The CDC of today barely resembles the prison system I entered in 1988. Almost every program of consequence has been eliminated. Post-secondary education was canceled in the 1990s, as were family visits and weight training. The few remaining vocational programs have been discontinued recently, and visiting has been cut down to only two days a week.

In addition, there are tens of thousands of first and second offenders serving lengthy sentences. Many of them are nonviolent drug offenders, like myself. Though they aren’t serving life, their prison terms have been doubled, and they must serve 80 percent to 85 percent of their sentences. As a result, correctional facilities across the state are teeming with nonviolent first, second and third offenders who are not being offered any meaningful programs or incentives to better themselves.

Treatment for the disease of addiction is slowly being embraced by correctional administrators. The CDC has begun to offer substance-abuse programs. Because only 8,226 treatment beds are available to serve a population of 160,000 inmates, only a small percentage of prisoners are eligible.

To receive life for addiction is bad enough. The injustice is amplified when we are excluded from both community-based and institutional treatment because of that life sentence. Contemporary correctional methodology is not based on logic or solid evidence, and it’s producing a mosaic of miserables.

Thousands of us, our loved ones and supporters were hoping for a favorable ruling in Lockyer v. Andrade and in Ewing v. California in 2003. Under California law, petty theft, a misdemeanor, can be elevated to a felony, thereby making the offender eligible for three-strikes sentencing. This is the most extreme example of the toughest sentencing law in the American criminal-justice system.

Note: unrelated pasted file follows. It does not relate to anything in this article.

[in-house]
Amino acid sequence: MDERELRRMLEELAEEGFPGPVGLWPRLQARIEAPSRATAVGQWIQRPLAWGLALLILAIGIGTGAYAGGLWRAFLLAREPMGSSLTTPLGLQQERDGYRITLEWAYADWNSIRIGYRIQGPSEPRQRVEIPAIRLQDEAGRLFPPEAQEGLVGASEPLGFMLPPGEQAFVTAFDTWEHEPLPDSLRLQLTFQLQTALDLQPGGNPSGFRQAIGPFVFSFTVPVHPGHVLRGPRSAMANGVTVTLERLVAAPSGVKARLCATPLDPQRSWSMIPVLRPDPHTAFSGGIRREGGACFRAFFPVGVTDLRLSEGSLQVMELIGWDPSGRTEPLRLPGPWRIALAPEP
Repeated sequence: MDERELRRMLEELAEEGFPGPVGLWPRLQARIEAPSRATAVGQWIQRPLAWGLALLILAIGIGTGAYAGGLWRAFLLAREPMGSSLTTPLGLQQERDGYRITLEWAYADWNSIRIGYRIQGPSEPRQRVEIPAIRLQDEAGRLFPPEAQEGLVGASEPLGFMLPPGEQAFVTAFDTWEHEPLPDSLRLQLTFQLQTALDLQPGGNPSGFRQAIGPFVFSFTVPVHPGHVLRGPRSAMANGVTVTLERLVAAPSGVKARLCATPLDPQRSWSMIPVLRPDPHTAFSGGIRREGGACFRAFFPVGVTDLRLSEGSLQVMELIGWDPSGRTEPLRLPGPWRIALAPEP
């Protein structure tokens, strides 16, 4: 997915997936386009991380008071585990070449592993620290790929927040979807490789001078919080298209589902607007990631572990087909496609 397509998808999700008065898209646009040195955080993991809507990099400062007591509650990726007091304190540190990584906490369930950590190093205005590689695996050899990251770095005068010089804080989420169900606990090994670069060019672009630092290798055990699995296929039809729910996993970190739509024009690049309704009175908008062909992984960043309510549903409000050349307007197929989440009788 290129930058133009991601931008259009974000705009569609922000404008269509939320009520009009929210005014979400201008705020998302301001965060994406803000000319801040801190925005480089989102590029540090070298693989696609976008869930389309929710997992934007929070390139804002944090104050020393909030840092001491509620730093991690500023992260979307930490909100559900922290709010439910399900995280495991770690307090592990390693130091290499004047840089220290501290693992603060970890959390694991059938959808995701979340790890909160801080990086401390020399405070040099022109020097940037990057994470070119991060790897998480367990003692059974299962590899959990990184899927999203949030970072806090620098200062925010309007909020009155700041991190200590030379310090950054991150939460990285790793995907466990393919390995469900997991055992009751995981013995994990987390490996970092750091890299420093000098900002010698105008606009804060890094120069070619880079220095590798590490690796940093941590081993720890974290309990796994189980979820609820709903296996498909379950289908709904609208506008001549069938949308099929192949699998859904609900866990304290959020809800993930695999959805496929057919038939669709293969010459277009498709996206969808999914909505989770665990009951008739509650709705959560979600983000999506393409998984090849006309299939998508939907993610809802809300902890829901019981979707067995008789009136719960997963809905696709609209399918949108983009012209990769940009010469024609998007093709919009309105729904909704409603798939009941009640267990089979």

In a 5-to-4 ruling, the Supreme Court held that sending petty-theft offenders to prison for life did not violate the Eighth Amendment’s ban on cruel and unusual punishment. Had three-strikes been challenged successfully in these cases, many of us would have tried to expand the scope of the decision to fit our cases. But it wasn’t to be.

Generally, the high court avoids usurping a state’s sovereign right to create its own laws. Thus, the state Legislature, and not the courts, is responsible for repairing this law.

All over the country, state governments are modifying or abandoning many of their toughest measures. Even Michigan and New York, which had some of the most severe anti-drug measures in the nation, have modified their sentencing schemes.

State governments are coming to the conclusion that being “smart on crime” means they cannot continue to support mammoth prison systems indefinitely. With California lawmakers among the toughest on crime in the nation, there is a lot of pressure on them to get smart, as well. Whether they will do so remains to be seen.

When the prison bus pulled into Susanville, I was in bad shape. Although the aches and pains from a 12-hour bus ride in shackles would heal, psychologically I was a mess. The trip through my hometown of Sacramento exacerbated my awareness that I’m not even eligible for parole until 2024. The painful realities of my situation stay with me morning, noon and night. Ghosts from past and present torture me in my sleep and stalk me like a Grim Reaper throughout the day. Welcome to my world.

Whether it be through a voter initiative or through legislative action, three-strikes needs to be changed. The goal never should be to set free predators and violent recidivists, but to close an ugly chapter of California history in which both shoplifters and drug addicts receive life sentences alongside murderers and child molesters.

Although I am sure an avalanche of drug-war advocates would disagree, I am not a criminal. I’m just some guy who had a drug problem and who wants to give his elderly mom a hug and a kiss as a free man before she dies. Is that too much to ask?